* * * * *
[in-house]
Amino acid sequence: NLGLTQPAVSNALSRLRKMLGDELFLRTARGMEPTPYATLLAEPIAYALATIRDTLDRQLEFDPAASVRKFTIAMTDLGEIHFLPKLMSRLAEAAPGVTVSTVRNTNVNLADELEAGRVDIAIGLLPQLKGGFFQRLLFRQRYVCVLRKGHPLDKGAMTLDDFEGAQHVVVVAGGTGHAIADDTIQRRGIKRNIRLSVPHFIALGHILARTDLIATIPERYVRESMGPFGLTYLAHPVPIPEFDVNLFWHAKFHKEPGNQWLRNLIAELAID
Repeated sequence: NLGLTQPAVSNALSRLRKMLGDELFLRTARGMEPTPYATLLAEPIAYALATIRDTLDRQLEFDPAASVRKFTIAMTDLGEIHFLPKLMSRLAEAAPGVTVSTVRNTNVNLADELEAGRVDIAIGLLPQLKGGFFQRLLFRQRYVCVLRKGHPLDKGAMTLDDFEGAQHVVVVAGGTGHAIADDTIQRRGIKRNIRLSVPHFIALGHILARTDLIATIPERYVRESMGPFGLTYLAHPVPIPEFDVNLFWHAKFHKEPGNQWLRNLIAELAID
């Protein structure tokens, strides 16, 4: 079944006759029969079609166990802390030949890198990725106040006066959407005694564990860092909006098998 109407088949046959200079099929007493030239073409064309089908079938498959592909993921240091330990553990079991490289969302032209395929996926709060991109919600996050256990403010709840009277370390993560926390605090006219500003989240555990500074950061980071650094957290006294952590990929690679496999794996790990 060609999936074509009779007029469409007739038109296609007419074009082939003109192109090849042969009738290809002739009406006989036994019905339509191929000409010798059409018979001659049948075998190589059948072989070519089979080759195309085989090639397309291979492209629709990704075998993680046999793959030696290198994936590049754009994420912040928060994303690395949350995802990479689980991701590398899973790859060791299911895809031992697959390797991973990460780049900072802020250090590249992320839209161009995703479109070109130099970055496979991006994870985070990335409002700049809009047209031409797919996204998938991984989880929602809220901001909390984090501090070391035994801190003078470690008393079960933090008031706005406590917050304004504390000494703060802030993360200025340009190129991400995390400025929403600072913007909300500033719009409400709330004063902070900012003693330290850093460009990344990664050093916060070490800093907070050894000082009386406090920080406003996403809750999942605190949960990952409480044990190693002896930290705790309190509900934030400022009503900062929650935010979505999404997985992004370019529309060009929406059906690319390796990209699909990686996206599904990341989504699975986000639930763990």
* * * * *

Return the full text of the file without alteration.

[in-house]
Amino acid sequence: NLGLTQPAVSNALSRLRKMLGDELFLRTARGMEPTPYATLLAEPIAYALATIRDTLDRQLEFDPAASVRKFTIAMTDLGEIHFLPKLMSRLAEAAPGVTVSTVRNTNVNLADELEAGRVDIAIGLLPQLKGGFFQRLLFRQRYVCVLRKGHPLDKGAMTLDDFEGAQHVVVVAGGTGHAIADDTIQRRGIKRNIRLSVPHFIALGHILARTDLIATIPERYVRESMGPFGLTYLAHPVPIPEFDVNLFWHAKFHKEPGNQWLRNLIAELAID
Repeated sequence: NLGLTQPAVSNALSRLRKMLGDELFLRTARGMEPTPYATLLAEPIAYALATIRDTLDRQLEFDPAASVRKFTIAMTDLGEIHFLPKLMSRLAEAAPGVTVSTVRNTNVNLADELEAGRVDIAIGLLPQLKGGFFQRLLFRQRYVCVLRKGHPLDKGAMTLDDFEGAQHVVVVAGGTGHAIADDTIQRRGIKRNIRLSVPHFIALGHILARTDLIATIPERYVRESMGPFGLTYLAHPVPIPEFDVNLFWHAKFHKEPGNQWLRNLIAELAID
């Protein structure tokens, strides 16, 4: 079944006759029969079609166990802390030949890198990725106040006066959407005694564990860092909006098998 109407088949046959200079099929007493030239073409064309089908079938498959592909993921240091330990553990079991490289969302032209395929996926709060991109919600996050256990403010709840009277370390993560926390605090006219500003989240555990500074950061980071650094957290006294952590990929690679496999794996790990 060609999936074509009779007029469409007739038109296609007419074009082939003109192109090849042969009738290809002739009406006989036994019905339509191929000409010798059409018979001659049948075998190589059948072989070519089979080759195309085989090639397309291979492209629709990704075998993680046999793959030696290198994936590049754009994420912040928060994303690395949350995802990479689980991701590398899973790859060791299911895809031992697959390797991973990460780049900072802020250090590249992320839209161009995703479109070109130099970055496979991006994870985070990335409002700049809009047209031409797919996204998938991984989880929602809220901001909390984090501090070391035994801190003078470690008393079960933090008031706005406590917050304004504390000494703060802030993360200025340009190129991400995390400025929403600072913007909300500033719009409400709330004063902070900012003693330290850093460009990344990664050093916060070490800093907070050894000082009386406090920080406003996403809750999942605190949960990952409480044990190693002896930290705790309190509900934030400022009503900062929650935010979505999404997985992004370019529309060009929406059906690319390796990209699909990686996206599904990341989504699975986000639930763990």